Strongman contests aren’t just for blokes who can pull a plane. MF ’s UK correspondent Joel Snape chalks up.
According to the manufacturer’s specs, an unladen Vauxhall Astra weighs 1995kg, or just under two tonnes. Factor in a metal lifting platform and handles, calculate the leverages involved and add in a pair of furry dice, and it’s clear that hoisting it off the ground even once is going to require close to the best deadlift I’ve ever managed in my life. I check my wrist straps for the third time and wait for the whistle to sound.
Long considered the domain of giant men with arms like bridge cables, strongman competition is becoming an equal-opportunities sport open to everyone in the same way a 10K or triathlon is.
This shouldn’t be surprising. The events involved can be done without high-level technical expertise —unlike, say, Olympic lifts — and there’s an appeal to hauling a car or hurling a beer keg overhead that’s hard to replicate in other sports.
Just as important is the fact that most of the events last less than two minutes, giving you the rest of the day to drink protein shakes, work on your tan and hang out with the other competitors. It’s also, I soon discover, a great excuse to eat an enormous amount of barbecued meat.
Open to all
The competition I’ve been roped into entering is the inaugural Bigger, Stronger, Faster meet. As is common for this type of event, it’s taking place in a rugby club car park, this time in East Grinstead, West Sussex.
Like many modern events, it has weight categories, as well as competitions for women and teams of four. I’m at the lighter end of the under-90kg category. There are five events, three of which we’ve been told about. The other two are surprises. First up is the log clean and press.
“I blast the 70kg metal log overhead a monstrous (for me) eight times, then collapse.”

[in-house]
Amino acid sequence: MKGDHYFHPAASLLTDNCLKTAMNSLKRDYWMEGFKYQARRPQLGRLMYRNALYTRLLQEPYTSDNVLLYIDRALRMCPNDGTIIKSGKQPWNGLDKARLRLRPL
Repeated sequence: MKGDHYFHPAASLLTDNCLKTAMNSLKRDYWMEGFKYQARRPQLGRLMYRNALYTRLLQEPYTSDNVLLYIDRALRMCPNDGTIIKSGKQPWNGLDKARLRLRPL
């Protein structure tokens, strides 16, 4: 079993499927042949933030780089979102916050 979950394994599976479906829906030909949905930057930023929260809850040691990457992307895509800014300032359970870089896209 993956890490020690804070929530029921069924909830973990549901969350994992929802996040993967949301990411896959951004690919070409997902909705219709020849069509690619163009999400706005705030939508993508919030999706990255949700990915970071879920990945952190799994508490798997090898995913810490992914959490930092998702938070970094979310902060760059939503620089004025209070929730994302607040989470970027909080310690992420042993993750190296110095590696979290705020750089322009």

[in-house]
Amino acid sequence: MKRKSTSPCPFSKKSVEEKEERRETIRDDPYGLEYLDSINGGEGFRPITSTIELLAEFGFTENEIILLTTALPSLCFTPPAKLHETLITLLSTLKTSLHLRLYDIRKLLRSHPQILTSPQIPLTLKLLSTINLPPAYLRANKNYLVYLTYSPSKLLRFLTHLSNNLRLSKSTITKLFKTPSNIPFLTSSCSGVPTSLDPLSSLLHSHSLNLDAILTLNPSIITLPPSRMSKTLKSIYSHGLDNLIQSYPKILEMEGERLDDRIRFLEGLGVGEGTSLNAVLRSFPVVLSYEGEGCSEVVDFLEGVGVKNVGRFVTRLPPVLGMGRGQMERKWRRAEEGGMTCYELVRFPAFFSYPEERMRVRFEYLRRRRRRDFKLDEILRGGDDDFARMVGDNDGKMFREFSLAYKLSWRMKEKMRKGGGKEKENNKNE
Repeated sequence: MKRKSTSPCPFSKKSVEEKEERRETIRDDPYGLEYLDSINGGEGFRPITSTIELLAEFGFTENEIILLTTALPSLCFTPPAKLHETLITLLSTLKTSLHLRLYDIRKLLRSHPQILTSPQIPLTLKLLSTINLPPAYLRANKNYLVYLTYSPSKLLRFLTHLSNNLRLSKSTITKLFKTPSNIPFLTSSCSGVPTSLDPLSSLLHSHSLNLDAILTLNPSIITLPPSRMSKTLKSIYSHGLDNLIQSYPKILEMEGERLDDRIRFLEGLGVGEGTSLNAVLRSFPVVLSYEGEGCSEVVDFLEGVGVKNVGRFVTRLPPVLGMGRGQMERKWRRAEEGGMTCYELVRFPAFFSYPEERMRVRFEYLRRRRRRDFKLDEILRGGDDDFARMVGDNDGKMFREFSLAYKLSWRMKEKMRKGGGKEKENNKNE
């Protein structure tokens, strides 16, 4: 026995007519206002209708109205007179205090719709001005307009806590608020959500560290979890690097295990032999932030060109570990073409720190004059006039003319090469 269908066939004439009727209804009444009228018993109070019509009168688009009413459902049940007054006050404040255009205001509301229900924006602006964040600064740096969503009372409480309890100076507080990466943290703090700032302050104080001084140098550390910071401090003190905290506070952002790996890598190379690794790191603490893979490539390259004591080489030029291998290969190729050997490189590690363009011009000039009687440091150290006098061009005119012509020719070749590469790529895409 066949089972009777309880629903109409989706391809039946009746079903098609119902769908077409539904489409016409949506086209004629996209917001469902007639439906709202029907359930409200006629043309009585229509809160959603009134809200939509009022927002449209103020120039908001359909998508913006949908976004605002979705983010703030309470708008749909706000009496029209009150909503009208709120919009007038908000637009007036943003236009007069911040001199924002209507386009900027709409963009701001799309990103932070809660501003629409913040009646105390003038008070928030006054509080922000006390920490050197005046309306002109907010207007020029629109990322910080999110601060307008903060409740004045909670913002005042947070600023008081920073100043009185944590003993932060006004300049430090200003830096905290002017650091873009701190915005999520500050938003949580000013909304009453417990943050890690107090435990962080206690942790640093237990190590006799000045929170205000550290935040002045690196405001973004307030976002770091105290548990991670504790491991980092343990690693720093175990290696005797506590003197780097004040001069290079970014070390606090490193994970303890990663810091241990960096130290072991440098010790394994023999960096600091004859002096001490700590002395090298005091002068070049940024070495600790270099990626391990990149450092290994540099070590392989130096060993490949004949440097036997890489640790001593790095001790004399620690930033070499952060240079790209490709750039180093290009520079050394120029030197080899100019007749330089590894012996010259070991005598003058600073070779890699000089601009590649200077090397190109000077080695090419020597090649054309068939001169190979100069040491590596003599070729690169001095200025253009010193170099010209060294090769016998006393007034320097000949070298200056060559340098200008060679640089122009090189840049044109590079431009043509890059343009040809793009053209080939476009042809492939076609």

I have been training for this by upping the volume of my overhead presses in the gym and adding everything from strict dumbbell shoulder presses to behind-the-neck snatch-grip push presses, known as Klokovs after the giant Russian who popularised them.
Realistically, though, no kind of barbell work can really mimic the action of lifting a 70kg metal log up to your chest and then above your head, which requires a sort of exaggerated cheat curl followed by an explosive push press. In my sole attempt with a training log, I couldn’t get it over my head even once.
In the competition, well rested and buoyed by adrenaline and screaming crowds, I blast it overhead a monstrous (for me) eight times, then collapse to the ground after realising it has sucked all the oxygen out of my body. While I recover, I watch the women — who are using a 30kg log — achieve numbers in the 20s. My girlfriend, who has come along for moral support, tells me she’s already thinking about training for next year.
Tyred and emotional
Then comes the car deadlift. I’ve been looking forward to this event and dreading it in roughly equal parts — looking forward to it because I’m pretty good at deadlifting and dreading it because it’s a car. World’s Strongest Man competitors regularly do this sort of thing with trucks and massive Humvees, but even one practice rep with the Astravan takes everything I’ve got. When it’s my turn to lift, I get my girlfriend to give me a motivational slap — nothing wrong with a bit of showmanship — and strap in.
When the whistle goes, everything becomes a blur. My first lift is disallowed because my hips aren’t forward enough, and I make a mental note to lock out every rep for the rest of the event. After that I settle into a cycle: chest up, heels through the floor, grit teeth, drive, wait for the judge’s call, drop, reset, do it again.